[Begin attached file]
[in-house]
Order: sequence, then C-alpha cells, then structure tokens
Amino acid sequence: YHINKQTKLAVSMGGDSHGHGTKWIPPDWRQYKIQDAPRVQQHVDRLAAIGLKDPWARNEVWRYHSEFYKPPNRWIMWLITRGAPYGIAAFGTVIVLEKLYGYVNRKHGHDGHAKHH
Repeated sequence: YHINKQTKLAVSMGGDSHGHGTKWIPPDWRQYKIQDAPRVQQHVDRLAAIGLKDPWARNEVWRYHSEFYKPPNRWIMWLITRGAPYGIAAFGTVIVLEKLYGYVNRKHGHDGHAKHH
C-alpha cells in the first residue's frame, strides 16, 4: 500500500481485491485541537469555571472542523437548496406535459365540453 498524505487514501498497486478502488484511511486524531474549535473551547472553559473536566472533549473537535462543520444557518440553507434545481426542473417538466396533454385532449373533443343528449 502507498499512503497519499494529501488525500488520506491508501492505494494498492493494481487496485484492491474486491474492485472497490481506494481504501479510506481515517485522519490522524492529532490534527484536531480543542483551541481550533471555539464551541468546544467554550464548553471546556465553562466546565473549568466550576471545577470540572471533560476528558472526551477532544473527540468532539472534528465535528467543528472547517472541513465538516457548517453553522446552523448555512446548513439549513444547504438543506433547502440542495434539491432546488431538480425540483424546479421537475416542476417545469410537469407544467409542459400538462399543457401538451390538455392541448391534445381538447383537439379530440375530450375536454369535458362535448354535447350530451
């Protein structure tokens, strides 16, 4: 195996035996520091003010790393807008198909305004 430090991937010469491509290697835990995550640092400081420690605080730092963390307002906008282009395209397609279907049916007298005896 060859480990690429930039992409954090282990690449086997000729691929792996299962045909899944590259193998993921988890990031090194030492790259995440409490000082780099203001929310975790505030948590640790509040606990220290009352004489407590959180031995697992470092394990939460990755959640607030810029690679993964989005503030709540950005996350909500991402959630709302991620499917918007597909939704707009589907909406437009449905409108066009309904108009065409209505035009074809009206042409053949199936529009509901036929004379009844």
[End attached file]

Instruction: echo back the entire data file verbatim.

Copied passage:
[in-house]
Order: sequence, then C-alpha cells, then structure tokens
Amino acid sequence: YHINKQTKLAVSMGGDSHGHGTKWIPPDWRQYKIQDAPRVQQHVDRLAAIGLKDPWARNEVWRYHSEFYKPPNRWIMWLITRGAPYGIAAFGTVIVLEKLYGYVNRKHGHDGHAKHH
Repeated sequence: YHINKQTKLAVSMGGDSHGHGTKWIPPDWRQYKIQDAPRVQQHVDRLAAIGLKDPWARNEVWRYHSEFYKPPNRWIMWLITRGAPYGIAAFGTVIVLEKLYGYVNRKHGHDGHAKHH
C-alpha cells in the first residue's frame, strides 16, 4: 500500500481485491485541537469555571472542523437548496406535459365540453 498524505487514501498497486478502488484511511486524531474549535473551547472553559473536566472533549473537535462543520444557518440553507434545481426542473417538466396533454385532449373533443343528449 502507498499512503497519499494529501488525500488520506491508501492505494494498492493494481487496485484492491474486491474492485472497490481506494481504501479510506481515517485522519490522524492529532490534527484536531480543542483551541481550533471555539464551541468546544467554550464548553471546556465553562466546565473549568466550576471545577470540572471533560476528558472526551477532544473527540468532539472534528465535528467543528472547517472541513465538516457548517453553522446552523448555512446548513439549513444547504438543506433547502440542495434539491432546488431538480425540483424546479421537475416542476417545469410537469407544467409542459400538462399543457401538451390538455392541448391534445381538447383537439379530440375530450375536454369535458362535448354535447350530451
């Protein structure tokens, strides 16, 4: 195996035996520091003010790393807008198909305004 430090991937010469491509290697835990995550640092400081420690605080730092963390307002906008282009395209397609279907049916007298005896 060859480990690429930039992409954090282990690449086997000729691929792996299962045909899944590259193998993921988890990031090194030492790259995440409490000082780099203001929310975790505030948590640790509040606990220290009352004489407590959180031995697992470092394990939460990755959640607030810029690679993964989005503030709540950005996350909500991402959630709302991620499917918007597909939704707009589907909406437009449905409108066009309904108009065409209505035009074809009206042409053949199936529009509901036929004379009844």